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I'm having problems using copy.copy() and copy.deepcopy() and Python's scope. I call a function and a dictionary is passed as an argument. The dictionary copies a local dictionary but the dictionary does not retain the values that were copied.

def foo (A, B):
    localDict = {}
    localDict['name'] = "Simon"
    localDict['age'] = 55
    localDict['timestamp'] = "2011-05-13 15:13:22"
    localDict['phone'] = {'work':'555-123-1234', 'home':'555-771-2190', 'mobile':'213-601-9100'}

    A = copy.deepcopy(localDict)

    B['me'] = 'John Doe'
    return



def qua (A, B):
    print "qua(A): ", A
    print "qua(B): ", B

    return


# *** MAIN ***
# 
# Test
#
A = {}
B = {}

print "initial A: ", A
print "initial B: ", B

foo (A, B)

print "after foo(A): ", A
print "after foo(B): ", B

qua (A, B)

The copy.deepcopy works and within function "foo", dict A has the contents of localDict. But outside the scope of "foo", dict A is empty. Meanwhile, after being assigned a key and value, dict B retains the value after coming out of function 'foo'.

How do I maintain the values that copy.deepcopy() copies outside of function "foo"?

share|improve this question
    
Why not have foo do return localDict, B and use A, B = foo(A, B) in your code? That way it will work and you don't need to use the copy module at all. Also, read up a bit on Python's object references: stackoverflow.com/questions/575196/… –  Blender Apr 21 '12 at 3:05
    
@Blender, yes I know I could do that but I'd like to know why deepcopy() causes scope issues with dictionaries in Python when dictionaries are passed by reference. –  SQA777 Apr 21 '12 at 3:12
    
It isn't deepcopy or copy at all (you really should be using dict(otherdict) to copy, but that's beside the point). Python does not work like PHP when you pass an object into a function and only some objects can be modified. Read the answer to the question that I linked to. –  Blender Apr 21 '12 at 3:15

3 Answers 3

Ponder this:

>>> def foo(d):
...   d = {1: 2}
... 
>>> d = {3: 4}
>>> d
{3: 4}
>>> foo(d)
>>> d
{3: 4}
>>> 

Inside foo, d = {1: 2} binds some object to the name d. This name is local, it does not modify the object d used to point to. On the other hand:

>>> def bar(d):
...   d[1] = 2
... 
>>> bar(d)
>>> d
{1: 2, 3: 4}
>>> 

So this has nothing to do with your use of (deep)copy, it's just the way "variables" in Python work.

share|improve this answer

What's happening is that inside foo() you create a copy of B and assigns it to A, shadowing the empty dict you sent as an argument by reassigning a new object to the same name. Now inside the function you have a new dict called A, completely unrelated to the A outside in the global scope, and it gets garbage collected when the function ends, so actually nothing happens, only the 'me' key added to B.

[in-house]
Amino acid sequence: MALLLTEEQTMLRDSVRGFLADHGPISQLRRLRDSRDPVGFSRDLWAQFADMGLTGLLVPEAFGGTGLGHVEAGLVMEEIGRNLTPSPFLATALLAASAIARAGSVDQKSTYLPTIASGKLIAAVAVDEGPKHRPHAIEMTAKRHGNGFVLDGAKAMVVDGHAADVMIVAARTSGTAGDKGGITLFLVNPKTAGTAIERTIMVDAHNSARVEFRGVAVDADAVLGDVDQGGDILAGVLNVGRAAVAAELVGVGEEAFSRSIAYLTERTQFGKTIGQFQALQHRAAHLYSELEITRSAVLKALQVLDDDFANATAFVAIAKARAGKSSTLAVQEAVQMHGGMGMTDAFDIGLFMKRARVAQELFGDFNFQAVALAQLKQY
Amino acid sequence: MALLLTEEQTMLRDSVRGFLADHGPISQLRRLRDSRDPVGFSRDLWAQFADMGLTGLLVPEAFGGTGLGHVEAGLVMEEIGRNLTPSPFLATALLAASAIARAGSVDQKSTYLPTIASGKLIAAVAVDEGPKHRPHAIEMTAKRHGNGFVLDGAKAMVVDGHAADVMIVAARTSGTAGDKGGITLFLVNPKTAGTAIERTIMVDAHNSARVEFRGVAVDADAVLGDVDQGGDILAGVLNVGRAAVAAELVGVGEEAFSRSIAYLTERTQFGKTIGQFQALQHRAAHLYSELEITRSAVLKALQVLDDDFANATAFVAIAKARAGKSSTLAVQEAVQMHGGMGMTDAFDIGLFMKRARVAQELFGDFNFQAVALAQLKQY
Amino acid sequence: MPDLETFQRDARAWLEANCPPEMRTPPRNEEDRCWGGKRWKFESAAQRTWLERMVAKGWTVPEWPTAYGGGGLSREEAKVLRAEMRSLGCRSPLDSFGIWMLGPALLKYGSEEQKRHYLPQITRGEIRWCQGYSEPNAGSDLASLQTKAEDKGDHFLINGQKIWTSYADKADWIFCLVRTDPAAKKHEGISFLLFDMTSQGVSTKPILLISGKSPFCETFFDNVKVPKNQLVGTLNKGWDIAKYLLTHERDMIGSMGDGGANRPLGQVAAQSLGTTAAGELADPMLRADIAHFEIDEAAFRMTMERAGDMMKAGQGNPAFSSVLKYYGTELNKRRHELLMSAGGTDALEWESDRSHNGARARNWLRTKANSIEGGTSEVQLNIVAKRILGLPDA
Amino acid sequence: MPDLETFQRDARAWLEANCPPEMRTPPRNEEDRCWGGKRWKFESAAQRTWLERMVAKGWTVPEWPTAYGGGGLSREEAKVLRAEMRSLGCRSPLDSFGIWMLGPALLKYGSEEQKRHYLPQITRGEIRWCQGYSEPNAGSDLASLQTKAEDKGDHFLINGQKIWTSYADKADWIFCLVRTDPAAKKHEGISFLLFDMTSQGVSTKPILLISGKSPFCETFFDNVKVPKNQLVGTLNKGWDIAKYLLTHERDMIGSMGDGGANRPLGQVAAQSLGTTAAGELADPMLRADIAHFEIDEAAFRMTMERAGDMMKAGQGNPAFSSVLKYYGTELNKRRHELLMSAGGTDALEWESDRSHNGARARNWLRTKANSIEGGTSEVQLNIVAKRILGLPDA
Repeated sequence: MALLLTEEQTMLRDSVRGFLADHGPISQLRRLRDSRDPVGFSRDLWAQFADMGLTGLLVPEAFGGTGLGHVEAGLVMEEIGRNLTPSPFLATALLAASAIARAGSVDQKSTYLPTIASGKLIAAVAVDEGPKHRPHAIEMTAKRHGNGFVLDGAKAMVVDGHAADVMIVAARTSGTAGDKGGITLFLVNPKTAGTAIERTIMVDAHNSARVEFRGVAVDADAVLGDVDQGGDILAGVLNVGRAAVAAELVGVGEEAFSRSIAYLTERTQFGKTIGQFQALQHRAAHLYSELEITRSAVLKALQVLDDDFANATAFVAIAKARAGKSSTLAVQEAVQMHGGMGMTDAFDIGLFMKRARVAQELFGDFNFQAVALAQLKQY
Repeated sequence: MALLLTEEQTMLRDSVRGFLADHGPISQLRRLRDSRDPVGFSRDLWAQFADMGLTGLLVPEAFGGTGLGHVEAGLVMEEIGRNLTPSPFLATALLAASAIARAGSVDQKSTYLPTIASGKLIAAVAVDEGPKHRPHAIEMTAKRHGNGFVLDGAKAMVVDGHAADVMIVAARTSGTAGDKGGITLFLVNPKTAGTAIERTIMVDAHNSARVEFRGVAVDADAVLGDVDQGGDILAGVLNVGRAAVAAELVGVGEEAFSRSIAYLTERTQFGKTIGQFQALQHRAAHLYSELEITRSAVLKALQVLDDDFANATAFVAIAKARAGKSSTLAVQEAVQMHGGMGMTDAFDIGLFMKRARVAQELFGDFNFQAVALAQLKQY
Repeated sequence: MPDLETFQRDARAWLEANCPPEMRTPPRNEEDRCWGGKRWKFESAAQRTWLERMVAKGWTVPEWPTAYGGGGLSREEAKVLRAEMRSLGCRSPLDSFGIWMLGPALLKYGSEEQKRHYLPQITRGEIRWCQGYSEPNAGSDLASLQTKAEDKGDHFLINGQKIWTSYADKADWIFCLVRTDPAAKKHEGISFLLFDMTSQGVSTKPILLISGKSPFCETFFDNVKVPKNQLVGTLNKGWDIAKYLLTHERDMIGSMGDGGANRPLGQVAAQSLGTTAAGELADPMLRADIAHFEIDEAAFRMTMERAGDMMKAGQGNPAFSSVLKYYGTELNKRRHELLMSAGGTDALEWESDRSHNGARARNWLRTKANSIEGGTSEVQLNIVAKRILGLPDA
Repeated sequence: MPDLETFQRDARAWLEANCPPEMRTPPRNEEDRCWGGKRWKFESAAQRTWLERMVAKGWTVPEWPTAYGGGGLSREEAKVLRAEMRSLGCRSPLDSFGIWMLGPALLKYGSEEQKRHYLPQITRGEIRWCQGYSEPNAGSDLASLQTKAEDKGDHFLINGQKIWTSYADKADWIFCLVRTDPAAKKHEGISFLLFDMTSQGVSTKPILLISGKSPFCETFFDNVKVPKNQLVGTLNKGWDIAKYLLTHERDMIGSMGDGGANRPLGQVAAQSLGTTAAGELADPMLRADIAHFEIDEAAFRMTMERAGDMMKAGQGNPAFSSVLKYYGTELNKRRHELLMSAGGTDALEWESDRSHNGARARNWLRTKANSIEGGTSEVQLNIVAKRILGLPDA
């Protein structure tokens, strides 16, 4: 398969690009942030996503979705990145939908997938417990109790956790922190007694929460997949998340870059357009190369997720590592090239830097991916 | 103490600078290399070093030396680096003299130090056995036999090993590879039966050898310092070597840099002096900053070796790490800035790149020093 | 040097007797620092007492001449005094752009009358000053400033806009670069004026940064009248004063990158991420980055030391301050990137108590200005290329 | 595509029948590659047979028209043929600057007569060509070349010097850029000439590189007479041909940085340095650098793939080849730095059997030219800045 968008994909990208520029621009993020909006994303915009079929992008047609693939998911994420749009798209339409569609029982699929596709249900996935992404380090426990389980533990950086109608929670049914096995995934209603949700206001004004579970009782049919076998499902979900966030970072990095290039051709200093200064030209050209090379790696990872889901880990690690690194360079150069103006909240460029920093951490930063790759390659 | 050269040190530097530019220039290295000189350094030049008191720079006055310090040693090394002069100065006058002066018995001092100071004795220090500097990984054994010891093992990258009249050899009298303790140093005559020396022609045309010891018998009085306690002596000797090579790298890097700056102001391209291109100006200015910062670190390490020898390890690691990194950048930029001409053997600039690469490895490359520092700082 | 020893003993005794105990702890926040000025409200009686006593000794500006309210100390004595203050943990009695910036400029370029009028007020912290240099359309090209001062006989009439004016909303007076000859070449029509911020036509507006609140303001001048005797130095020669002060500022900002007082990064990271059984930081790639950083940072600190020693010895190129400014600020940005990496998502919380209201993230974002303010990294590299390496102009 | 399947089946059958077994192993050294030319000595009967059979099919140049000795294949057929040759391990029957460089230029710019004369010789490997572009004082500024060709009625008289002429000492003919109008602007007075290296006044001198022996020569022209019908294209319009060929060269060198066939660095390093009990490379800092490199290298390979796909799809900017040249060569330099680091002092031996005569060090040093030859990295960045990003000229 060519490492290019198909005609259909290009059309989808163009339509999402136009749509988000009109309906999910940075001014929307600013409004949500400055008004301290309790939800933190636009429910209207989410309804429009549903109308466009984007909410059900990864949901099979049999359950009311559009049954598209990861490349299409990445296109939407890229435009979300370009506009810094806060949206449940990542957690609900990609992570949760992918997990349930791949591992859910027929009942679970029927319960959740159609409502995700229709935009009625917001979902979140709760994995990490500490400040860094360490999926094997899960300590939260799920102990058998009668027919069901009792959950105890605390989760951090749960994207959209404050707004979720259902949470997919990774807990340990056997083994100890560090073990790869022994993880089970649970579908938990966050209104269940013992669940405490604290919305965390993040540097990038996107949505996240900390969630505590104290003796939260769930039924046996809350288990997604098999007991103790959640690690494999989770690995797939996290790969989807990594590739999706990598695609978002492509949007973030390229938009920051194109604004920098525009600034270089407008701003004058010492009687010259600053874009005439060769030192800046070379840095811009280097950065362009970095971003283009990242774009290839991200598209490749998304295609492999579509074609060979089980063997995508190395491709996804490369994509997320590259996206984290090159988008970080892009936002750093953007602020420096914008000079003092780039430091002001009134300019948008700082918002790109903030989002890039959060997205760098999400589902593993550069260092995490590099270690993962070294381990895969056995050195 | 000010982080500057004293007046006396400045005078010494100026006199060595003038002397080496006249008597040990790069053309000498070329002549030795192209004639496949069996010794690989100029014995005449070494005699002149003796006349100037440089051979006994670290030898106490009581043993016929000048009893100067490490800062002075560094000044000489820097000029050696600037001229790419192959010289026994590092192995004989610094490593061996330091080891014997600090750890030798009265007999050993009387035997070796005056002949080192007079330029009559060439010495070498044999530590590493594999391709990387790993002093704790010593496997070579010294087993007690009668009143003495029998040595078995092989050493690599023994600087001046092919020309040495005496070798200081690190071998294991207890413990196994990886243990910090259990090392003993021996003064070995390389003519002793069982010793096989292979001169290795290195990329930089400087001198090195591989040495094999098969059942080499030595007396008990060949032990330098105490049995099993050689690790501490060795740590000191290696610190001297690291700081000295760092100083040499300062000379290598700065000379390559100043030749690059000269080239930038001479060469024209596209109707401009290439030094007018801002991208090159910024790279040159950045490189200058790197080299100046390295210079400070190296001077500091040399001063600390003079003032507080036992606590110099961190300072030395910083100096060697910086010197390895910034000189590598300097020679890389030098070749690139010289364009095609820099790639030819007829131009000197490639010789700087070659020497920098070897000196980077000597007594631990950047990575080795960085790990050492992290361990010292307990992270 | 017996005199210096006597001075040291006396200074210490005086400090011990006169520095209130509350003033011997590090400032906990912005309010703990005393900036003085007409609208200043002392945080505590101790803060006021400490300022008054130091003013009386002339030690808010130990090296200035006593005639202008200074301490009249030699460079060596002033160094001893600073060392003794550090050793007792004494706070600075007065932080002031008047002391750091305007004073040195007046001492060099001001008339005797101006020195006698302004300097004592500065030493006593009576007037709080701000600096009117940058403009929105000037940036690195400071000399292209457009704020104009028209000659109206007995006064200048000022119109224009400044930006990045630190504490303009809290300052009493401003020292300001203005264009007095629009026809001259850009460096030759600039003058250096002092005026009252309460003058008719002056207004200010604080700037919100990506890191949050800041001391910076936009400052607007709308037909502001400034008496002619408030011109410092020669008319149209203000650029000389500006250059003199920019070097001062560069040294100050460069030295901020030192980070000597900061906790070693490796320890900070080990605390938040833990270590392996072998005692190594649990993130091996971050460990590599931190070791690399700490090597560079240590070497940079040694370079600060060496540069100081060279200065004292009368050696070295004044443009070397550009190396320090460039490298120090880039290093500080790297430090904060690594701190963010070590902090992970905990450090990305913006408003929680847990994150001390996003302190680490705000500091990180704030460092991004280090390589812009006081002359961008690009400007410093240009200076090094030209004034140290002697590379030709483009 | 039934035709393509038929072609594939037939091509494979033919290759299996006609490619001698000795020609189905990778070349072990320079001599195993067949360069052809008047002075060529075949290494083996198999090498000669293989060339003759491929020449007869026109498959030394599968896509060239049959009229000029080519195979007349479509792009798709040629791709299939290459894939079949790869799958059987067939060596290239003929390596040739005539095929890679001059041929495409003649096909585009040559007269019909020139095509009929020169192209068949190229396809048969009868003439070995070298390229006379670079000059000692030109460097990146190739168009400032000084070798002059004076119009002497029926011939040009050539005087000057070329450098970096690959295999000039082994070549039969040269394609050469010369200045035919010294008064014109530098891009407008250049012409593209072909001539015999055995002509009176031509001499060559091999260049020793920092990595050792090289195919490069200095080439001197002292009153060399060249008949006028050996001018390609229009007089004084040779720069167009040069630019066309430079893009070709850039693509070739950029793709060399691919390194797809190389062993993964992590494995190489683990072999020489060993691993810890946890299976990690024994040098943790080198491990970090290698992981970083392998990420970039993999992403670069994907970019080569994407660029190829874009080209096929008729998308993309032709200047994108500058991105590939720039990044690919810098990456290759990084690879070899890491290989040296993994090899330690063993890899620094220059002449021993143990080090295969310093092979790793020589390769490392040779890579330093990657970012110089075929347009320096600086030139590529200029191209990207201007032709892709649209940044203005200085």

If instead of:

A = copy.deepcopy(localDict)

You do something like this, it would work as you expect:

C = copy.deepcopy(localDict)

A.update(C)

But it seems like what you really want has nothing to do with the copy module and would be something like this:

def foo (A, B):
    A['name'] = "Simon"
    A['age'] = 55
    A['timestamp'] = "2011-05-13 15:13:22"
    A['phone'] = {'work':'555-123-1234', 'home':'555-771-2190', 'mobile':'213-601-9100'}

    B['me'] = 'John Doe'
share|improve this answer

The behavior you are seeing isn't related to deepcopy(), you are reassigning the name A to a new value, and that assignment will not carry over unless you use the global keyword. The reason the changes to B are persistent is that you are modifying a mutable variable, here are two options for how you could get the behavior you want:

  • Instead of using localDict, just modify A:

    def foo(A, B):
        A['name'] = "Simon"
        A['age'] = 55
        A['timestamp'] = "2011-05-13 15:13:22"
        A['phone'] = {'work':'555-123-1234', 'home':'555-771-2190', 'mobile':'213-601-9100'}
    
        B['me'] = 'John Doe'
        return
    
  • Use A.update(copy.deepcopy(localDict)) instead of A = copy.deepcopy(localDict):

    def foo(A, B):
        localDict = {}
        localDict['name'] = "Simon"
        localDict['age'] = 55
        localDict['timestamp'] = "2011-05-13 15:13:22"
        localDict['phone'] = {'work':'555-123-1234', 'home':'555-771-2190', 'mobile':'213-601-9100'}
    
        A.update(copy.deepcopy(localDict))
    
        B['me'] = 'John Doe'
        return
    
share|improve this answer

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